Money has been locked in for the next stages of the Acton Waterfront project after the ACT Government allocated $35 million of funding over six years.
It’s part of a parks and places funding package worth more than $98 million which will be unveiled in the 2023/24 ACT Budget.
Chief Minister Andrew Barr said it was about making Acton the new lakeside destination for locals and tourists alike.
“The intent of this is to create a new major public park for Canberrans and a place that, in time, I think will be one of the favourite recreation destinations for Canberrans,” he said.
“It is going to be a place for people whereas, at the moment, a lot of this area has a higher rabbit population than it does usage by Canberrans and visitors.”
The project will continue years into the future, with this funding to develop the reclaimed land and amenity facilities before developments can begin, such as a proposed five-star hotel.
Tenders recently closed for a consultancy firm to plan and design the Acton Waterfront precinct, with Ngunnawal-inspired public art to form part of the development.
However, the reclaimed land needs to settle before there’s further construction activity.
“It’s just simply not possible or safe to undertake immediate construction on the reclaimed land. That’s a very clear engineering hurdle,” Mr Barr said.
“We’re delivering all the enabling infrastructure first, and then we’ll be progressively rolling out the mixed-use amenity. But it starts with the parks.”
The major new 30,000 sqm parkland will adjoin the completed boardwalk, which was previously extended by 500 metres.
The next stage of building is to bring more soil to the rockfill area, which will be allowed to settle for 12 to 18 months ahead of stormwater works and the park itself starting construction, all subject to National Capital Authority approval.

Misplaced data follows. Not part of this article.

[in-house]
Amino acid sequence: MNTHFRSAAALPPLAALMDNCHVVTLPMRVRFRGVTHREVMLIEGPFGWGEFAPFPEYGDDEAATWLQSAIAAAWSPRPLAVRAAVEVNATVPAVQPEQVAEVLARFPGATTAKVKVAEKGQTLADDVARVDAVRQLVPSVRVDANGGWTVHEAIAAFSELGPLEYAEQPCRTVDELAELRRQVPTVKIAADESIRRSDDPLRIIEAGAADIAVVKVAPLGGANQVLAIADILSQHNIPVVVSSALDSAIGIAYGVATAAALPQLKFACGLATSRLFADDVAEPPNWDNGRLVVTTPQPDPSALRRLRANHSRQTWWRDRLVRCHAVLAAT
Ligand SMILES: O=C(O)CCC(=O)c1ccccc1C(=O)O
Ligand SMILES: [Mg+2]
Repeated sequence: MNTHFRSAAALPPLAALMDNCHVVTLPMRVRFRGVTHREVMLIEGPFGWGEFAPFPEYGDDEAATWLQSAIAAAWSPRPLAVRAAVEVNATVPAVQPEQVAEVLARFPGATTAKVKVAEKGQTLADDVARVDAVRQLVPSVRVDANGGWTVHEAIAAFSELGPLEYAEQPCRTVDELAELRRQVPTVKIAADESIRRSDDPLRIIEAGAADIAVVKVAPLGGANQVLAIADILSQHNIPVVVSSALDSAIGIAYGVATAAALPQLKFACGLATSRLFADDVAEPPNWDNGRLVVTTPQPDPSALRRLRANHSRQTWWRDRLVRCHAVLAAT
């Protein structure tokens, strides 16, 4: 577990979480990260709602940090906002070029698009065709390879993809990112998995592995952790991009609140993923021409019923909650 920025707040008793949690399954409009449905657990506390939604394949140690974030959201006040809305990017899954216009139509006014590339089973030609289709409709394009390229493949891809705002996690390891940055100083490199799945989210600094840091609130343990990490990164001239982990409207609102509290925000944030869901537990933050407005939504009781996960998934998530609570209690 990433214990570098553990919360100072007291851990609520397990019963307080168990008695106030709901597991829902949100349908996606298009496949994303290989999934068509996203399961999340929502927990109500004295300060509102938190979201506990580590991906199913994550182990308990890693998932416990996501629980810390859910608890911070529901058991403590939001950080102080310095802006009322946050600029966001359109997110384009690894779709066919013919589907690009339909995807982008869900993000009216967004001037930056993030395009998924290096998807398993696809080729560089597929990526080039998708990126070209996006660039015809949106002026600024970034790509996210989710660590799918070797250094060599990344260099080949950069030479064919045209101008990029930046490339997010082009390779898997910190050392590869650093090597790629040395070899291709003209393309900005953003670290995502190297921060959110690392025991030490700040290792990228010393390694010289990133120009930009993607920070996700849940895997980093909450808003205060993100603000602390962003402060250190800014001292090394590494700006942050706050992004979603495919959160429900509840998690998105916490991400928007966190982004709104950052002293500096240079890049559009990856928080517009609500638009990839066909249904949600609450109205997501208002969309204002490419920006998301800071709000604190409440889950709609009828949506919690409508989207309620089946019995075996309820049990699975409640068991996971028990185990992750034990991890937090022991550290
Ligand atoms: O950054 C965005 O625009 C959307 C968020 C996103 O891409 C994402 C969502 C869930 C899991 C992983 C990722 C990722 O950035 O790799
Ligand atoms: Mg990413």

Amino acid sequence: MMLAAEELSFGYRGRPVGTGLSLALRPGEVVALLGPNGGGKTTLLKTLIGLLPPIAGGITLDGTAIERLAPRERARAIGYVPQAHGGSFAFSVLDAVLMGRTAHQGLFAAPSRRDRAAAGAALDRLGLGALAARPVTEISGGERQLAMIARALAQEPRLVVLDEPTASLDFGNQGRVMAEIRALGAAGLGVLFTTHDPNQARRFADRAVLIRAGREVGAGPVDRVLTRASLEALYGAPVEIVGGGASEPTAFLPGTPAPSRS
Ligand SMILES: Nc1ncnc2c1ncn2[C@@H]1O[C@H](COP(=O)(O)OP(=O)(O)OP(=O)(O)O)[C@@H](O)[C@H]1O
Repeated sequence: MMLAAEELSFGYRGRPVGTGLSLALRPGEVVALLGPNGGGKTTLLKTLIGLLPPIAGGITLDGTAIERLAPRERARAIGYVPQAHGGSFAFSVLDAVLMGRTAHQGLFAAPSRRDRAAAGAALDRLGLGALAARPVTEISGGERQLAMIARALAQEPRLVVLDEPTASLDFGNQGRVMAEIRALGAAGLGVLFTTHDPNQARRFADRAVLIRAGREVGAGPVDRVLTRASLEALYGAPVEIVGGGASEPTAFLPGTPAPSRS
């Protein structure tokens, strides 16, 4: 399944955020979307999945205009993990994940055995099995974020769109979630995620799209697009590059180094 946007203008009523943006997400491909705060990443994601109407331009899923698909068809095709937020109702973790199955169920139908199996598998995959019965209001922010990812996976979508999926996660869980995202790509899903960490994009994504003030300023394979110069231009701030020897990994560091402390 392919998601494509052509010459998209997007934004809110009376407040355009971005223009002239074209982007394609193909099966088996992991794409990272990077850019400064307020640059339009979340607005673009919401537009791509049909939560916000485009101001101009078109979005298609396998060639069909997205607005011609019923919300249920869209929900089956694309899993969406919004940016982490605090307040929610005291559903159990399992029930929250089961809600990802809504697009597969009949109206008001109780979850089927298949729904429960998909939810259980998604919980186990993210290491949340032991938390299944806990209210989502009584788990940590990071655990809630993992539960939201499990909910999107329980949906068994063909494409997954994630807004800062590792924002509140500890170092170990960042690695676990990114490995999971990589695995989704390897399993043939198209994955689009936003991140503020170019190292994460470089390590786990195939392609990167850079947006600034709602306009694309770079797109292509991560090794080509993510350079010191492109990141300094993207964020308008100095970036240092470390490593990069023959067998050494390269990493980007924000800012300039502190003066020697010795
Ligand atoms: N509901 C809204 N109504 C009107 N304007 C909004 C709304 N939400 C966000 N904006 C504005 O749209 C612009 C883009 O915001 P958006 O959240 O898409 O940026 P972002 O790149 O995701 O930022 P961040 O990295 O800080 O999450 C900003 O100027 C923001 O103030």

“This is not a project that is just going to appear overnight,” Mr Barr said.
Other projects are being funded as part of the package, including $25.5 million towards the City Precinct Renewal Program to make the City Centre, Acton, Braddon and Dickson attractive destinations for everyone.
A major upgrade is planned for Garema Place, which Mr Barr said was about creating a more modern and appealing dining and retail location in the heart of the city.
“We recognise these are iconic parts of our city centre, and we will be playing our part, together with the private sector, to make them better places for our people,” he said.
“It can be better, and that’s what we’re trying to achieve.”
Dickson shops will also be improved following consultation on draft designs set for late 2023.
Millions will also be spent on maintaining city services and improving sports and recreational facilities across the Territory.
The Yerrabi Pond District Park in Gungahlin will receive $3.2 million over two years for two new toilet facilities on both sides of the pond, new lighting right around, new picnic facilities on the southern side of the lake, and more parking on Phyllis Ashton Circuit.
In Belconnen, the Hawker Playing Fields will be upgraded with $1.3 million committed over two years.
The upgrades include additional parking, new and upgraded LED sports ground lighting at all three ovals for night-time training, new toilet facilities and female-friendly change rooms.
One of Canberra’s oldest parks, Telopea Park, will have new formalised paths, lighting and landscaping thanks to $492,000 in funding.
City Services Minister Chris Steel said this was all designed against a “wellbeing framework” to provide benefits for Canberrans.
“This is a very significant city services maintenance package in addition to the upgrades that we’re making to improve parks in Canberra,” he said.
“Our quality of life in Canberra is second to none, and we will continue to invest across the city in keeping our streets and parks looking good with recreational amenities that improve our community’s wellbeing.”
Canberra is home to more than 800,000 trees, and so $24.2 million will be invested to stand up 12 more staff to support more tree maintenance and planting across the city as part of the new Urban Forest Act.
Additional funding of $2.6 million will go to the rapid response mowing team, extending the program for another year, while $5.3 million will go towards improving the capacity of the stormwater network to better manage local flooding, including the design and construction of new stormwater infrastructure at the Kippax Group Centre.
This is the first of many pre-budget announcements. The 2023/24 ACT Budget will be handed down on 27 June.